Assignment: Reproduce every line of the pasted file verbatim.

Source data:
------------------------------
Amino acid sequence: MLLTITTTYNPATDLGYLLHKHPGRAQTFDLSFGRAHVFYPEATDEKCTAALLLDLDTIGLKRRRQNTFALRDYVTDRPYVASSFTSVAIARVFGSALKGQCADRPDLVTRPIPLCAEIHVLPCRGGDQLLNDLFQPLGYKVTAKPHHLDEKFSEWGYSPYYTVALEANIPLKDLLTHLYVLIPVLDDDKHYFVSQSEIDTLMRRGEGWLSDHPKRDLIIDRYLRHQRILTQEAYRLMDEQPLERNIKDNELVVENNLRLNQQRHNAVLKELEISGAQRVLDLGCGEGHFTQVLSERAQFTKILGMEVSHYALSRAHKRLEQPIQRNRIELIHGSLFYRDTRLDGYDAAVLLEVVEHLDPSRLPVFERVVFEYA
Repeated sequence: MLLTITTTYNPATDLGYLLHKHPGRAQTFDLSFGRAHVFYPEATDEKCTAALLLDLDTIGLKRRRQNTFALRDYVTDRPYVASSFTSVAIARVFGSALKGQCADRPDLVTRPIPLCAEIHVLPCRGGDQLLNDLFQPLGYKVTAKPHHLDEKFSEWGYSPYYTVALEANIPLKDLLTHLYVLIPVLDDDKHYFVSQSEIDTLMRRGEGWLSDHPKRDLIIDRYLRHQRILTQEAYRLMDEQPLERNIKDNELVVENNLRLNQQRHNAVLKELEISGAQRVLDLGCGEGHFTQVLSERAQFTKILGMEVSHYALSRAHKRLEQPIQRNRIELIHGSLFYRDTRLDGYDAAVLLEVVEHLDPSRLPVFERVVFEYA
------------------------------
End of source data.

Amino acid sequence: MLLTITTTYNPATDLGYLLHKHPGRAQTFDLSFGRAHVFYPEATDEKCTAALLLDLDTIGLKRRRQNTFALRDYVTDRPYVASSFTSVAIARVFGSALKGQCADRPDLVTRPIPLCAEIHVLPCRGGDQLLNDLFQPLGYKVTAKPHHLDEKFSEWGYSPYYTVALEANIPLKDLLTHLYVLIPVLDDDKHYFVSQSEIDTLMRRGEGWLSDHPKRDLIIDRYLRHQRILTQEAYRLMDEQPLERNIKDNELVVENNLRLNQQRHNAVLKELEISGAQRVLDLGCGEGHFTQVLSERAQFTKILGMEVSHYALSRAHKRLEQPIQRNRIELIHGSLFYRDTRLDGYDAAVLLEVVEHLDPSRLPVFERVVFEYA
Repeated sequence: MLLTITTTYNPATDLGYLLHKHPGRAQTFDLSFGRAHVFYPEATDEKCTAALLLDLDTIGLKRRRQNTFALRDYVTDRPYVASSFTSVAIARVFGSALKGQCADRPDLVTRPIPLCAEIHVLPCRGGDQLLNDLFQPLGYKVTAKPHHLDEKFSEWGYSPYYTVALEANIPLKDLLTHLYVLIPVLDDDKHYFVSQSEIDTLMRRGEGWLSDHPKRDLIIDRYLRHQRILTQEAYRLMDEQPLERNIKDNELVVENNLRLNQQRHNAVLKELEISGAQRVLDLGCGEGHFTQVLSERAQFTKILGMEVSHYALSRAHKRLEQPIQRNRIELIHGSLFYRDTRLDGYDAAVLLEVVEHLDPSRLPVFERVVFEYA